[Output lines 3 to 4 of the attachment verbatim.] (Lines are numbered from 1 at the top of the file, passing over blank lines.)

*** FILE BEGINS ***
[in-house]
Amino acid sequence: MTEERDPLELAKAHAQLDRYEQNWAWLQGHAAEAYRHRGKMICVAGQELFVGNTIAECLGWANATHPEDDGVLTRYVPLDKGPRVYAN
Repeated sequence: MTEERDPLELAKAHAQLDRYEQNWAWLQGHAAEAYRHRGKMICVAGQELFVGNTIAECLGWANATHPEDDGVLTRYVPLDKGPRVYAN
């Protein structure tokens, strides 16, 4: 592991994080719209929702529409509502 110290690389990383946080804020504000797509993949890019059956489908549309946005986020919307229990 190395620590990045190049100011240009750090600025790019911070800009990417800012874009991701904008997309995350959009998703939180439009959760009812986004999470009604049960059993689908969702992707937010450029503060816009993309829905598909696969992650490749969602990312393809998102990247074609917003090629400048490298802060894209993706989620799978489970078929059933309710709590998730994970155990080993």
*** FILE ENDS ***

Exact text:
Repeated sequence: MTEERDPLELAKAHAQLDRYEQNWAWLQGHAAEAYRHRGKMICVAGQELFVGNTIAECLGWANATHPEDDGVLTRYVPLDKGPRVYAN
């Protein structure tokens, strides 16, 4: 592991994080719209929702529409509502 110290690389990383946080804020504000797509993949890019059956489908549309946005986020919307229990 190395620590990045190049100011240009750090600025790019911070800009990417800012874009991701904008997309995350959009998703939180439009959760009812986004999470009604049960059993689908969702992707937010450029503060816009993309829905598909696969992650490749969602990312393809998102990247074609917003090629400048490298802060894209993706989620799978489970078929059933309710709590998730994970155990080993």